‘The way it is’: Kaepernick and the NFL protests

On Tuesday, the NFL owners and representative players will meet to discuss the National Anthem protest that has been a driving issue this season – this as protest initiator and former San Francisco 49ers’ quarterback Colin Kaepernick filed a grievance against the NFL, saying the 32 owners colluded to keep him out of the league because of his activism.

A bit of background: “The Star-Spangled Banner” has been played before NFL games since at least 2009 at the behest of the U.S. Department of Defense, ostensibly to bolster recruiting. The NFL rulebook says that teams must be suited up and on the field before the Anthem begins, standing facing the flag, with their helmets in their left hands and their right hands over their hearts. In the third preseason game of 2016, a reporter noted Kaepernick sitting through the Anthem to protest police brutality against people of color.

Subsequently, a Green Beret suggested that Kaepernick kneel instead, a gesture of respect but also entreaty. Teammate Eric Reid followed suit.

Kaepernick’s play, however, had been declining since his high of leading the Niners in the 2014 Super Bowl, in which they lost to the Baltimore Ravens. Subsequently, he lost and won back the starting quarterback job, opting out of his contract in 2016. He has not surprisingly remained unemployed – on the field. Off it, he is distributing the $1 million he pledged to give to mostly small charities and lives quietly in New York, or as quietly as he can, working out in New Jersey.

Enter President Donald J. Trump, who has turned this into red meat for his base. First he called the protesters “sons of bitches” who should be fired for their unpatriotic actions. This led to a counter-protest in which players NFL players and beyond, like WNBA Fever players (pictured in navy), were kneeling and standing locked arms in solidarity and, let’s face it, defiance of Trump. None one to be one-upped, Trumpet then drafted Vice President Mike Pence and wife Karen into his theater of the absurd by instructing them to leave the Niners-Indianapolis Colts game should any players kneel. You can predict what happened.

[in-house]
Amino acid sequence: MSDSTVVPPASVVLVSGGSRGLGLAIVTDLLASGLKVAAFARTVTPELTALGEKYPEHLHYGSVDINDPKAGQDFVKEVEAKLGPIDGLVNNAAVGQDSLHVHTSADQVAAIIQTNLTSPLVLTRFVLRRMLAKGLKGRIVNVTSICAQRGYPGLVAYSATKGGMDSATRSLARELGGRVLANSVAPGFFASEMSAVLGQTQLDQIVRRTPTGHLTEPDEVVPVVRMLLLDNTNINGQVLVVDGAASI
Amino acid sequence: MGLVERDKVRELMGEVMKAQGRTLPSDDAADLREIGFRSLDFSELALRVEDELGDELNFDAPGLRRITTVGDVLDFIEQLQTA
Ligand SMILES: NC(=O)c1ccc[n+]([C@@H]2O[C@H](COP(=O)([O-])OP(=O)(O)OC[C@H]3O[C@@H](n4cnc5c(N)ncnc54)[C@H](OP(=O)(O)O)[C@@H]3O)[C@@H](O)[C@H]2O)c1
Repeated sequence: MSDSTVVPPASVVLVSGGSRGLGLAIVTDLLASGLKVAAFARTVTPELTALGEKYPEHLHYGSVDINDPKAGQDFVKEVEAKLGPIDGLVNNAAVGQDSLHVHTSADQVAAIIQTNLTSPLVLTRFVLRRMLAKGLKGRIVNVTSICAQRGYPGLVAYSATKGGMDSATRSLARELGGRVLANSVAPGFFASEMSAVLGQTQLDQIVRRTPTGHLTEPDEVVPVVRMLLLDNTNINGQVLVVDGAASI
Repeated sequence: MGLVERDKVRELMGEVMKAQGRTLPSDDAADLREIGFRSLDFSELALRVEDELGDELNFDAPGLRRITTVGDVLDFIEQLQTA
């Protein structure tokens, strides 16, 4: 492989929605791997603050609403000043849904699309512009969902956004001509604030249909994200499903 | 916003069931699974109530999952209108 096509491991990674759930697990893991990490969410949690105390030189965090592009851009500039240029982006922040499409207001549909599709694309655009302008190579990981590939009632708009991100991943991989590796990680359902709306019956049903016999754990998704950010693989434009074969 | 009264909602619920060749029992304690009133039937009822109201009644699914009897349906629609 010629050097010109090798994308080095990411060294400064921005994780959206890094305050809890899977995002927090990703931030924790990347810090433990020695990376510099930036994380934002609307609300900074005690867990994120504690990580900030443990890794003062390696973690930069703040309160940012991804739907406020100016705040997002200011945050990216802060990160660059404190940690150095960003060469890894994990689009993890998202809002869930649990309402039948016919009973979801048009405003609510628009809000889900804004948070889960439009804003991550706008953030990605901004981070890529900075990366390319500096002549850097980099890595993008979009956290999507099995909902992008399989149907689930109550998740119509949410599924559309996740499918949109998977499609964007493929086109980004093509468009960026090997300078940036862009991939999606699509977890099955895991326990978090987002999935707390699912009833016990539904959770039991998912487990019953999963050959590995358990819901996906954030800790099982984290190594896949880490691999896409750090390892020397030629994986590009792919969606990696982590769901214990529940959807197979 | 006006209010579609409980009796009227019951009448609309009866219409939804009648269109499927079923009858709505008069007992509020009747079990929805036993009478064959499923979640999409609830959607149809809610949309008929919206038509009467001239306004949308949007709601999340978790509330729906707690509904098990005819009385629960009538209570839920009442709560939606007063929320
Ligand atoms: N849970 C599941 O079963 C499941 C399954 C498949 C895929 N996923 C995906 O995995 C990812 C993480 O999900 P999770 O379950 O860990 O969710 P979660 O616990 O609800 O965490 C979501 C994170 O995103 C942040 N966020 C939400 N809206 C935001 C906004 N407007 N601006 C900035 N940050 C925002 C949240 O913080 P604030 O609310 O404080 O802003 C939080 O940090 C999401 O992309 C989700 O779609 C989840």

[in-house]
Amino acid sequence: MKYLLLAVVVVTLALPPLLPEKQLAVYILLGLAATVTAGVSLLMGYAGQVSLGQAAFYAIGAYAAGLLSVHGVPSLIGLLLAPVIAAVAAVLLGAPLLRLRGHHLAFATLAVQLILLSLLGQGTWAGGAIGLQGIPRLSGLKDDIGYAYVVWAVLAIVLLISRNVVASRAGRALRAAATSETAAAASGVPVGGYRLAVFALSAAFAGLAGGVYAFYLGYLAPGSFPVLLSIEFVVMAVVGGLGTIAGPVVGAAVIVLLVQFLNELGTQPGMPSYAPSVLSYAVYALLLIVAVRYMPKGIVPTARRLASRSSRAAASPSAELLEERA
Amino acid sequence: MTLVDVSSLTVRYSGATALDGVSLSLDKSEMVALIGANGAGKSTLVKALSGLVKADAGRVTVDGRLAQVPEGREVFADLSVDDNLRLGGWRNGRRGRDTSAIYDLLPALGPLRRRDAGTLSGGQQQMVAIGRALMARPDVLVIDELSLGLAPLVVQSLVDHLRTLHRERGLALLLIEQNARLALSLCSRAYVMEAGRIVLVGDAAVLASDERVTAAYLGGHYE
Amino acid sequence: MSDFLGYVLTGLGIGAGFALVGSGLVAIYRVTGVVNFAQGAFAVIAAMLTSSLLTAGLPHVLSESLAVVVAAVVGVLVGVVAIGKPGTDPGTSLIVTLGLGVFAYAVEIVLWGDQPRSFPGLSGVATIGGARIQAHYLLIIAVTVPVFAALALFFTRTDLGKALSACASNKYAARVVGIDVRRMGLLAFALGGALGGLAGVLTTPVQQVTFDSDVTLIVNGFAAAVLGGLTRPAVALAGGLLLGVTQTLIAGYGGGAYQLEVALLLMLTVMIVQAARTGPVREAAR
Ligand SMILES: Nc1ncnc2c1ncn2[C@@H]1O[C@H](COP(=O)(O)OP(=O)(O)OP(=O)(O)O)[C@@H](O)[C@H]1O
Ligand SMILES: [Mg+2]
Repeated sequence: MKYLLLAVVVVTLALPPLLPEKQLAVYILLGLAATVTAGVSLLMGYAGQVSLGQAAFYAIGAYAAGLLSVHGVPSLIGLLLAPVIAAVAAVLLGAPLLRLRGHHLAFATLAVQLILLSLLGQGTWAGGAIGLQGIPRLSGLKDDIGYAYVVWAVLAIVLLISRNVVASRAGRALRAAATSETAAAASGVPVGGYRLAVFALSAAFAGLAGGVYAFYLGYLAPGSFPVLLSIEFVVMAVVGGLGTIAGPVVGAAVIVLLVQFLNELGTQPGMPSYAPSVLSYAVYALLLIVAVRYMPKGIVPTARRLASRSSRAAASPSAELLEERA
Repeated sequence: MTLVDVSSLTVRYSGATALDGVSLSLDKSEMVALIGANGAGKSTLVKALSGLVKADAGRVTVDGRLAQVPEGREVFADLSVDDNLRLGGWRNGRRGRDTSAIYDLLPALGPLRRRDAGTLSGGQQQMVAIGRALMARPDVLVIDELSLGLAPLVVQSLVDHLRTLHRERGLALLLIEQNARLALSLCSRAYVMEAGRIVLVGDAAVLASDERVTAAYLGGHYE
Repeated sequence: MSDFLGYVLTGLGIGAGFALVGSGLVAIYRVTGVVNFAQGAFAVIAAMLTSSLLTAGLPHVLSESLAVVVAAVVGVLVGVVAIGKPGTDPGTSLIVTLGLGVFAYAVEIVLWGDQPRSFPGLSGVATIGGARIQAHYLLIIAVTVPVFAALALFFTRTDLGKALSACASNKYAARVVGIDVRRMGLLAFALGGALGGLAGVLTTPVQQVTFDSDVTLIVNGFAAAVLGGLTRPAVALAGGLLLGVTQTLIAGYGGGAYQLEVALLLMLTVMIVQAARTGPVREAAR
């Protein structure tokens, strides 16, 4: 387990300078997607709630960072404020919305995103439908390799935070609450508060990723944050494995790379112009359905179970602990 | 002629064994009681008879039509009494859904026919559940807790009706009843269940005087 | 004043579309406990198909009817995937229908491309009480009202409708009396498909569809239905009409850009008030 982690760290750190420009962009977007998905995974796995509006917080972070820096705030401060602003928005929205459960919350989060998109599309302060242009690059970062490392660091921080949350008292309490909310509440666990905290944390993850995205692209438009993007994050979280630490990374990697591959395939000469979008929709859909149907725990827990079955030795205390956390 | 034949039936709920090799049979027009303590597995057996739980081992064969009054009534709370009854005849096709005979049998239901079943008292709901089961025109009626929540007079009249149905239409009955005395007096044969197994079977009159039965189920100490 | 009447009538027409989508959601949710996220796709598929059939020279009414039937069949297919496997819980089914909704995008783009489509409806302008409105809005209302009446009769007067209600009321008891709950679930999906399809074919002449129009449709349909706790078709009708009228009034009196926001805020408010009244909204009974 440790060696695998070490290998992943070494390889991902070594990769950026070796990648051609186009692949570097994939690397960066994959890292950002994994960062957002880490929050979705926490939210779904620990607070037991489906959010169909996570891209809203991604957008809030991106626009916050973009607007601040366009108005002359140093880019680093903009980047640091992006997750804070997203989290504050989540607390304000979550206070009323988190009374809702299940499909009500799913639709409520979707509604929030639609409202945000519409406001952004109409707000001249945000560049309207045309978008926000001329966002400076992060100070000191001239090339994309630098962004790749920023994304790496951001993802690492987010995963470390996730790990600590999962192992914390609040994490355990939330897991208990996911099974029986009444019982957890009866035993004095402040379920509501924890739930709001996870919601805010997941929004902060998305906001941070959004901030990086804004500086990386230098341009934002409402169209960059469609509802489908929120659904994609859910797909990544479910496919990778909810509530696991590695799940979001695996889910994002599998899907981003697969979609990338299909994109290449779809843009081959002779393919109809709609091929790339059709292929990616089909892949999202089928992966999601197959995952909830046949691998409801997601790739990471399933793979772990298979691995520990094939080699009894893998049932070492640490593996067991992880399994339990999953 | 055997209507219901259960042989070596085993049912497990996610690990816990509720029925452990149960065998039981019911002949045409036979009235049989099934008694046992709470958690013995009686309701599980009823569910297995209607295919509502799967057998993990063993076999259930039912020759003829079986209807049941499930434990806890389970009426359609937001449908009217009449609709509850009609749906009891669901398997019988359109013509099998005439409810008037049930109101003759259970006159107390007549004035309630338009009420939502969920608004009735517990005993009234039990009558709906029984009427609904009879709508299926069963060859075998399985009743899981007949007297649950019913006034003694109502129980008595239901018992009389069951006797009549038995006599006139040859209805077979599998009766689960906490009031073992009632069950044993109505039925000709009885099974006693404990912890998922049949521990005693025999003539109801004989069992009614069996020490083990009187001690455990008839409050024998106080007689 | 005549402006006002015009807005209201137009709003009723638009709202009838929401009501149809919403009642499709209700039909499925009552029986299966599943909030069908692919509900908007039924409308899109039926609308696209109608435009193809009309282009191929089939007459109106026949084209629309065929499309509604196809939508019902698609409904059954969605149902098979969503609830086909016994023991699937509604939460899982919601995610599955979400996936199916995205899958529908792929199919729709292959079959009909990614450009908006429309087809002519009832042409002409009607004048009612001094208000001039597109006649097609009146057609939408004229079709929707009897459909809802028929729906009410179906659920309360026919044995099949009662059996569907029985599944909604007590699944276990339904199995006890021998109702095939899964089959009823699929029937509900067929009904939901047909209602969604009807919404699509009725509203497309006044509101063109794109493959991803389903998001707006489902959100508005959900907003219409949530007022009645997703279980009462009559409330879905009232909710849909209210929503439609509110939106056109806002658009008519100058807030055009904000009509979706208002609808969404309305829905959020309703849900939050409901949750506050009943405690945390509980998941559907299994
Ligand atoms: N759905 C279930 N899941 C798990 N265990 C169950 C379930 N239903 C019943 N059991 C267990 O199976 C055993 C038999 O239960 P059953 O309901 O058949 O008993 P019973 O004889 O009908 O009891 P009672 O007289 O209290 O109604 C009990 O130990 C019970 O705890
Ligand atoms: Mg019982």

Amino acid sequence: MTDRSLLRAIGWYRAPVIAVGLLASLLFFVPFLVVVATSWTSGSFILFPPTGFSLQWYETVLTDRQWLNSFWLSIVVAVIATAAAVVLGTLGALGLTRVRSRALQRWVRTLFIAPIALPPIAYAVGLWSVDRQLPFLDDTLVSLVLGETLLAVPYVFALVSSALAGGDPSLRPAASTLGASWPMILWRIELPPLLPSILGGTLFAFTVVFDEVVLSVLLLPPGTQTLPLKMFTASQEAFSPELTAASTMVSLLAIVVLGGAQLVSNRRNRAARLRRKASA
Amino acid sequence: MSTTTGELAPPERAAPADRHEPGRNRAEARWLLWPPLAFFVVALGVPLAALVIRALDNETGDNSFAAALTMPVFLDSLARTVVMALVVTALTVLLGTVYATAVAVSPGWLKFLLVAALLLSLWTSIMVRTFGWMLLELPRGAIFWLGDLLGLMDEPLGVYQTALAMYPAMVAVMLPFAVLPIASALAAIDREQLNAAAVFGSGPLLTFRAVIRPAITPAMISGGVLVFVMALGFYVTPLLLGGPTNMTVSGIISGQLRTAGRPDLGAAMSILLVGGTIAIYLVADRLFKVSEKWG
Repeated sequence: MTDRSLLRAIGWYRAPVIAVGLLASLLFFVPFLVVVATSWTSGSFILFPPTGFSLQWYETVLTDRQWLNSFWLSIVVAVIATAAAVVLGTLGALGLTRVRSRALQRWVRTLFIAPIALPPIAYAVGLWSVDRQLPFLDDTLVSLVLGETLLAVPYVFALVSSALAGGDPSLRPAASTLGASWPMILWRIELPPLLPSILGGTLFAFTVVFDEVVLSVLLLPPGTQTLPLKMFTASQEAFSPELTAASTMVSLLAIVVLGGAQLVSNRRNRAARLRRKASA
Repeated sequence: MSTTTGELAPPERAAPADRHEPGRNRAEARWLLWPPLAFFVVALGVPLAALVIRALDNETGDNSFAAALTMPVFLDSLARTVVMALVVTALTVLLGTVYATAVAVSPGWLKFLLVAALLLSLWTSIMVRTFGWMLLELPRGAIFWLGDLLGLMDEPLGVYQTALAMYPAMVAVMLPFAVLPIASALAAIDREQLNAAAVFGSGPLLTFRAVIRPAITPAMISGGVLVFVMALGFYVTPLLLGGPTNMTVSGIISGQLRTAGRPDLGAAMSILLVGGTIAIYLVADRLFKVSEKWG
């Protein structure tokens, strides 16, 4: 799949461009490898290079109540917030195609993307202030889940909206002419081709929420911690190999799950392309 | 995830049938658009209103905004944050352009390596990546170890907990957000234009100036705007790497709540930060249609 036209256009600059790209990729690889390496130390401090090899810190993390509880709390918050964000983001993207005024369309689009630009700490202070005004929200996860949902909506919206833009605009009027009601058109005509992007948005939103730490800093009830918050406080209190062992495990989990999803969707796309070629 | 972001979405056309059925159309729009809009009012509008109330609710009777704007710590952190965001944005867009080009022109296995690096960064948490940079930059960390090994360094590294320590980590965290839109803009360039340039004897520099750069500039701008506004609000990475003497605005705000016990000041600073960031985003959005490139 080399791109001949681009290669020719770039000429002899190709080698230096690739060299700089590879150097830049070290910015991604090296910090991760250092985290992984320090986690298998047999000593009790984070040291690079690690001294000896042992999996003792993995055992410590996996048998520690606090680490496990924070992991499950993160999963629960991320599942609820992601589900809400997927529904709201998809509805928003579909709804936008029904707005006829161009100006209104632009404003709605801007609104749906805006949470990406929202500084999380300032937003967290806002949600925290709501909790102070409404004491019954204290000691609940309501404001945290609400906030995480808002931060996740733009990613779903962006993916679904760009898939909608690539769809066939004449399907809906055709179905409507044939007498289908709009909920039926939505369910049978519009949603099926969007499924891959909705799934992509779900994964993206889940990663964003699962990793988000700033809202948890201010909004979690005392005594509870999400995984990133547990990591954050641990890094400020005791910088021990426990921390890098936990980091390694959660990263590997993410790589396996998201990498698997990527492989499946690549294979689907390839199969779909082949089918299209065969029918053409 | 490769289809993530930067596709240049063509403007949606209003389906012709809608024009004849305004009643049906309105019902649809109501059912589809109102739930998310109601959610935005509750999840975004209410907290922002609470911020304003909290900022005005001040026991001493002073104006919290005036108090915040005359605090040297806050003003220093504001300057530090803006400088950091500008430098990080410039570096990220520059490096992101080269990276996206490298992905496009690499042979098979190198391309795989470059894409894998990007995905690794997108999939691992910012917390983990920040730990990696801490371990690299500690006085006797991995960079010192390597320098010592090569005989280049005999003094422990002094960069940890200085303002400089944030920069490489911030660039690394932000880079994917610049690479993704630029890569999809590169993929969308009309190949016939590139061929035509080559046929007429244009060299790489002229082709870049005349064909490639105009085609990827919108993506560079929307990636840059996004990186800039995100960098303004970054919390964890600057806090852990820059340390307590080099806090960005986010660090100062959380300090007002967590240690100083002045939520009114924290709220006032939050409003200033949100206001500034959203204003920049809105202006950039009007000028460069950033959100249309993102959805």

Meanwhile, the kneeling protest has gone international with tennis star Nick Kyrgios (pictured with yellow) kneeling before a match and the German soccer team Hertha Berlin (pictured in baby blue stripes) kneeling in solidarity with the NFL. Clearly, the protest has morphed into something beyond Kaepernick’s original intent. But I don’t think that’s necessarily a bad thing.

Now the ball is in the owners’ end zone. Will they demand the players stand? Will some players continue to stand and deliver by kneeling? Will the players strike?

And what of Kaepernick: Does he have a collusion case? Probably, but how will he prove that 32 owners got together and agreed to blackball him? I think it’s virtually impossible.

When I think of him, I think not only of Rosa Parks, who ignited a movement in 1955 Alabama by refusing to obey a bus driver who ordered her to give up her seat to a white passenger. I also think of Curt Flood, the Kaepernick of his day pictured above in black and white. In 1969, the St. Louis Cardinals’ star centerfielder refused to be traded to the Philadelphia Phillies, challenging baseball’s reserve clause that bound a player to the will of a team for life. Flood’s suit went all the way to the U.S. Supreme Court where he lost. But though he lost the battle, he won the war, ushering in an era of free agency that continues today.

Still, he was blackballed from baseball. Off the field, he held a series of baseball-related jobs before he died of throat cancer at age 59 in 1997.

In his autobiography “The Way It Is,” he offered a chillingly realistic assessment of those bellwethers who lead the charge for a justice that may allude them. He expressed similar sentiments to Brad Snyder in his book “A Well-Paid Slave”:

“It would be difficult to come back. And besides, I don’t think I’ll be getting the opportunity to play again. As big as it is, baseball is a closely-knit unit. I doubt even one of the 24 men controlling the game would touch me with a 10-foot pole. You can’t buck the Establishment.”